Trying to write a simple C program...having an issue

Discussion in 'Programmer's Corner' started by mbxs3, Feb 2, 2013.

  1. mbxs3

    Thread Starter Active Member

    Oct 14, 2009
    Unfortunately, I do not know many of the technical terms that would probably allow me to explain my issue a lot easier...but here is what my problem is...

    I want my program to take a character input and depending on the char value, it will determine an integer value to be used in an equation.

    My issue is that my program prints the correct statement to direct the user but does not allow the user to input a character.

    Code ( (Unknown Language)):
    2. //example
    4. {
    5. float final_value
    6. char multiplier
    8. printf("To multiply value by 2, enter (A), to multiply value by 20, enter (B)\n");
    9. scanf("%c", &multiplier);
    11. if(multiplier == 'A')
    12.   final_value =  2 * 20;
    14. if(multiplier == 'B')
    15.   final_value = 20 * 20;
    16. }
    This is just a snippet of my actual program. My program compiles fine and runs fine up until this string.
    Last edited by a moderator: Feb 3, 2013
  2. Ian Rogers


    Dec 12, 2012
    All C statements MUST end with ";" even the variable declarations.

    Sorry I assume this is a typo as the program compiles..

    The other thing here is scanf(); waits for a carraige return...

    So type A then enter.
    Last edited: Feb 3, 2013
  3. ErnieM

    AAC Fanatic!

    Apr 24, 2011
    Which string is that?
  4. spinnaker

    AAC Fanatic!

    Oct 29, 2009
    Are you pressing enter?
  5. DiodeMan

    New Member

    Feb 3, 2013
    The only problem I can see as well is missing the ; after declaring the variables. I copied and pasted this snippet into Visual Studio, added a final printf to make sure it works properly, and I am having no problems.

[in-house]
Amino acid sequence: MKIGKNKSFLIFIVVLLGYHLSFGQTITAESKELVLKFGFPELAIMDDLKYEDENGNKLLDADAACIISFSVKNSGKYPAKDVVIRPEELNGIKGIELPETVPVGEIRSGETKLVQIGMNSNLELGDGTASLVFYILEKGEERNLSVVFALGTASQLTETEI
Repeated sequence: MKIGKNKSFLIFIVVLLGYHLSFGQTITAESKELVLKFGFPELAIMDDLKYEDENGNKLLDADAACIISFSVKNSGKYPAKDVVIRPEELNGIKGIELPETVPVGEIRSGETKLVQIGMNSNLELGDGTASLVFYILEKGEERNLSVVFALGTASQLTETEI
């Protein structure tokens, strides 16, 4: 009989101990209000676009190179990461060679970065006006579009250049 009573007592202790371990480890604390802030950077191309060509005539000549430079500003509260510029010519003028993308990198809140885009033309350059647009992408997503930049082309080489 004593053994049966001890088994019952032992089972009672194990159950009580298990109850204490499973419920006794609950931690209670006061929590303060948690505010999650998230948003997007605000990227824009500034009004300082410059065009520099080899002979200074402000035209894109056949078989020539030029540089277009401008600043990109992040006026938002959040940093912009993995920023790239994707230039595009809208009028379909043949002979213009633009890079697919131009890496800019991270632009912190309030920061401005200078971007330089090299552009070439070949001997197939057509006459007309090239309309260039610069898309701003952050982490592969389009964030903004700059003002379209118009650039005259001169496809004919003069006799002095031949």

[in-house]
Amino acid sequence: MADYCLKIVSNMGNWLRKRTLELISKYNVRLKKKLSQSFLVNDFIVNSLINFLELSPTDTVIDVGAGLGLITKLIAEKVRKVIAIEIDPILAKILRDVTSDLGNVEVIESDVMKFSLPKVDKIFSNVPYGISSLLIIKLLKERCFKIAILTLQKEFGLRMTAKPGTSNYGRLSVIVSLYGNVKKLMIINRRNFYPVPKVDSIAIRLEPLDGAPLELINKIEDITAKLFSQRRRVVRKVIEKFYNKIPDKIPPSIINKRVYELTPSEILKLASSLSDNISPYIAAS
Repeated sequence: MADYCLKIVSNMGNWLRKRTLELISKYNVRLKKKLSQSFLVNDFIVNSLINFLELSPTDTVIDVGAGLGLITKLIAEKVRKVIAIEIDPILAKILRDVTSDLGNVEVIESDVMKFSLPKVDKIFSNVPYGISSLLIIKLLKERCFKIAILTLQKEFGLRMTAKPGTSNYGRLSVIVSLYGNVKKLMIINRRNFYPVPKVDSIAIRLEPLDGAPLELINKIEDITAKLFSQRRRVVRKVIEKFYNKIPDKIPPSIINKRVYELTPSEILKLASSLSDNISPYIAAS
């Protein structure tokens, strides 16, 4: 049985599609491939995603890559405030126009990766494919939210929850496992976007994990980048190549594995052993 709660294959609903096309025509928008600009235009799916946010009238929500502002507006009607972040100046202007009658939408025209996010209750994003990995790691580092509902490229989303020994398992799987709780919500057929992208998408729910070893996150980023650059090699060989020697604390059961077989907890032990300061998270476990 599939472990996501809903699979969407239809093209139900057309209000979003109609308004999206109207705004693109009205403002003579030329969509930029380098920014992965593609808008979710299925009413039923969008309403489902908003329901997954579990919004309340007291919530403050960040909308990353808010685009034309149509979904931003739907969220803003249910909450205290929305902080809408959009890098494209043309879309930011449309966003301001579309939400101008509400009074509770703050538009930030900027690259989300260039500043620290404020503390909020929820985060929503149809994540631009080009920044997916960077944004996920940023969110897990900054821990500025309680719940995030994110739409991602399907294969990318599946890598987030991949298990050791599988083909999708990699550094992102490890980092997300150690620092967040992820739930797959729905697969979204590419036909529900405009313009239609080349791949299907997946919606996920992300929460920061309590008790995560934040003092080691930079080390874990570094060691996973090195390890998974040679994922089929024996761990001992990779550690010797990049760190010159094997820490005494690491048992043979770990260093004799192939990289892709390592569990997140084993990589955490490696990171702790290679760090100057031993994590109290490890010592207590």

Maybe if you paste the entire code up here, we could be a bit more help?
  6. WBahn


    Mar 31, 2012
    Aside from the missing semicolons (typos in transcribing the code to your post?), the first thing I thought of was, "Is he expecting to just hit the A or B key and have something happen?". If so, then the problem, as already pointed out, is that scanf(), and the other ANSI-compliant input functions, work with the contents of a keyboard buffer and nothing gets put in that buffer until you hit ENTER.

    And, actually, that wasn't the first thing I thought of. The first thing I thought was, "Boy, is he in for a wakeup someday when he discovers, the hard way, that scanf() is a notoriously bad way for obtaining input, particularly live input from a human user. The problem is that if the input is not completely compatible with the format string, all bets -- well, most bets -- are off on how things will behave. The best way, in my opinion, to get input (if you are staying ANSI-compliant) is with fgets(). This allows you to get a string from the user while ensuring that you don't overflow your string buffer. You then have the ability to validate the contents of the string before doing any conversions or other manipulations. There may be better options under C99 or C11.
  7. killivolt

    Active Member

    Jan 10, 2010
    Post removed
    Last edited: Feb 9, 2013
  8. WBahn


    Mar 31, 2012
    That's an option, provided the bad things didn't happen while executing the scanf() function in the first place. This is one of the functions that can hold the door wide open for someone to figure out a way to execute a buffer overflow attack and take over your machine entirely. Now, if you are just using it to get a single char, then it is real hard to exploit that, so keep in mind I am talking about in general usage.